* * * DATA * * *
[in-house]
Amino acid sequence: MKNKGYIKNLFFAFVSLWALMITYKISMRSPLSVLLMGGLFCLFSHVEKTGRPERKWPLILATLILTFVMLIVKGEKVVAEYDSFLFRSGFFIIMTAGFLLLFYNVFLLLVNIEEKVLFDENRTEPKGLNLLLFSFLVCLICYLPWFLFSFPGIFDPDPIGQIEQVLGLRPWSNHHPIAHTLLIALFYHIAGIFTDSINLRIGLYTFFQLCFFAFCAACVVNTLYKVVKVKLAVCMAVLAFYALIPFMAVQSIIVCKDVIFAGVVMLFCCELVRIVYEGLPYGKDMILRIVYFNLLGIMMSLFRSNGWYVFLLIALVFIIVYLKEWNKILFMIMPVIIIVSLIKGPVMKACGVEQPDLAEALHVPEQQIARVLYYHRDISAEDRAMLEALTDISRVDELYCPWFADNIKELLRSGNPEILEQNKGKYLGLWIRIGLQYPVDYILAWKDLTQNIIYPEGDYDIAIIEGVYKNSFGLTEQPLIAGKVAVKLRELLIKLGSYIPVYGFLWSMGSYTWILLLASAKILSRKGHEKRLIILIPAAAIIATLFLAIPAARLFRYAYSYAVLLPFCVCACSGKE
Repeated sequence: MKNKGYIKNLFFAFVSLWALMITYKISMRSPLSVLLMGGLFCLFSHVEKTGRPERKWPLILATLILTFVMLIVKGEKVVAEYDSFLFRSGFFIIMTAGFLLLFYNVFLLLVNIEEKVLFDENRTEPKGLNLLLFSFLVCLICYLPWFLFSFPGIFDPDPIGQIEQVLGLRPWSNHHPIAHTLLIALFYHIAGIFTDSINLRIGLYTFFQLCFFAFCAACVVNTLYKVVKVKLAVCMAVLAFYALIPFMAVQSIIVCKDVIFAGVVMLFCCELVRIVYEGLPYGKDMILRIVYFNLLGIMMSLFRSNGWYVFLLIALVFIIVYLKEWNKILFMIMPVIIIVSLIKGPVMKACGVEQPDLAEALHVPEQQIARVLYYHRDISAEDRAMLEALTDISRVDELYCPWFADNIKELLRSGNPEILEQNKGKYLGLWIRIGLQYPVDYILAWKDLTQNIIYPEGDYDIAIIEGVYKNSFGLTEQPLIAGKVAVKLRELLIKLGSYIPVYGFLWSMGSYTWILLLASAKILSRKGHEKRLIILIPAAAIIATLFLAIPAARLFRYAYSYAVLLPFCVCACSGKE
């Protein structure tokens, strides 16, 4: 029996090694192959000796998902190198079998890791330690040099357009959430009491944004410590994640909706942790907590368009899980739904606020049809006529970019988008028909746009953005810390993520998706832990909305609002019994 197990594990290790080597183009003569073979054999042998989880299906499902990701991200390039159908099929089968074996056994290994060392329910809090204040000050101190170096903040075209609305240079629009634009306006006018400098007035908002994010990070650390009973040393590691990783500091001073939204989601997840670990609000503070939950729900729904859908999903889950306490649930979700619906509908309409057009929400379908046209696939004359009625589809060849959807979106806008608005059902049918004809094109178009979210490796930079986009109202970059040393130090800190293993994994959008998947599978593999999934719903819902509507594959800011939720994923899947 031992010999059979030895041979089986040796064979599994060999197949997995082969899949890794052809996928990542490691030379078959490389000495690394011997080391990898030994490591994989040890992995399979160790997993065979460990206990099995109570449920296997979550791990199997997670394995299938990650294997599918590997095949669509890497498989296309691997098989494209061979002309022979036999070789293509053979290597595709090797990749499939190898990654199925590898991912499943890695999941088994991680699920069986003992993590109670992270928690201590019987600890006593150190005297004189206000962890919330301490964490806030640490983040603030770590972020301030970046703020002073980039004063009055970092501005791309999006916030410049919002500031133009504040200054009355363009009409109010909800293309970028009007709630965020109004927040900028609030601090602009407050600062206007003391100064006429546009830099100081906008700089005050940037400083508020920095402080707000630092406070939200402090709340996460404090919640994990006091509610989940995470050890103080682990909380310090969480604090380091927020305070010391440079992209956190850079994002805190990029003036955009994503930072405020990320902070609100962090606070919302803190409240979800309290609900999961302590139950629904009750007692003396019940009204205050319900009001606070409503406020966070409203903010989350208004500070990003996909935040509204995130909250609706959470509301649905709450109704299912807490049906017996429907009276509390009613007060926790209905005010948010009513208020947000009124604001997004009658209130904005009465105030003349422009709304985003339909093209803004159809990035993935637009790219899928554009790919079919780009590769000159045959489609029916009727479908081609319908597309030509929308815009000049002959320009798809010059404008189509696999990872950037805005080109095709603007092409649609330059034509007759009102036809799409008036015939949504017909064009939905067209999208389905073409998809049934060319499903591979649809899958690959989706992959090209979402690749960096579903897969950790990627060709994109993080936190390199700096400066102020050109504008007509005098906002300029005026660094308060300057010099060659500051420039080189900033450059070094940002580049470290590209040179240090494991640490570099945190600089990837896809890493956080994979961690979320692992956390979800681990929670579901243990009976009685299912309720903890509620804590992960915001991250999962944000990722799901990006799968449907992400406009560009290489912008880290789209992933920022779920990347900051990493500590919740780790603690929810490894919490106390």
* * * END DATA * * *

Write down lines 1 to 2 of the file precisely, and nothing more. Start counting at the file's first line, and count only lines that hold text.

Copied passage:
[in-house]
Amino acid sequence: MKNKGYIKNLFFAFVSLWALMITYKISMRSPLSVLLMGGLFCLFSHVEKTGRPERKWPLILATLILTFVMLIVKGEKVVAEYDSFLFRSGFFIIMTAGFLLLFYNVFLLLVNIEEKVLFDENRTEPKGLNLLLFSFLVCLICYLPWFLFSFPGIFDPDPIGQIEQVLGLRPWSNHHPIAHTLLIALFYHIAGIFTDSINLRIGLYTFFQLCFFAFCAACVVNTLYKVVKVKLAVCMAVLAFYALIPFMAVQSIIVCKDVIFAGVVMLFCCELVRIVYEGLPYGKDMILRIVYFNLLGIMMSLFRSNGWYVFLLIALVFIIVYLKEWNKILFMIMPVIIIVSLIKGPVMKACGVEQPDLAEALHVPEQQIARVLYYHRDISAEDRAMLEALTDISRVDELYCPWFADNIKELLRSGNPEILEQNKGKYLGLWIRIGLQYPVDYILAWKDLTQNIIYPEGDYDIAIIEGVYKNSFGLTEQPLIAGKVAVKLRELLIKLGSYIPVYGFLWSMGSYTWILLLASAKILSRKGHEKRLIILIPAAAIIATLFLAIPAARLFRYAYSYAVLLPFCVCACSGKE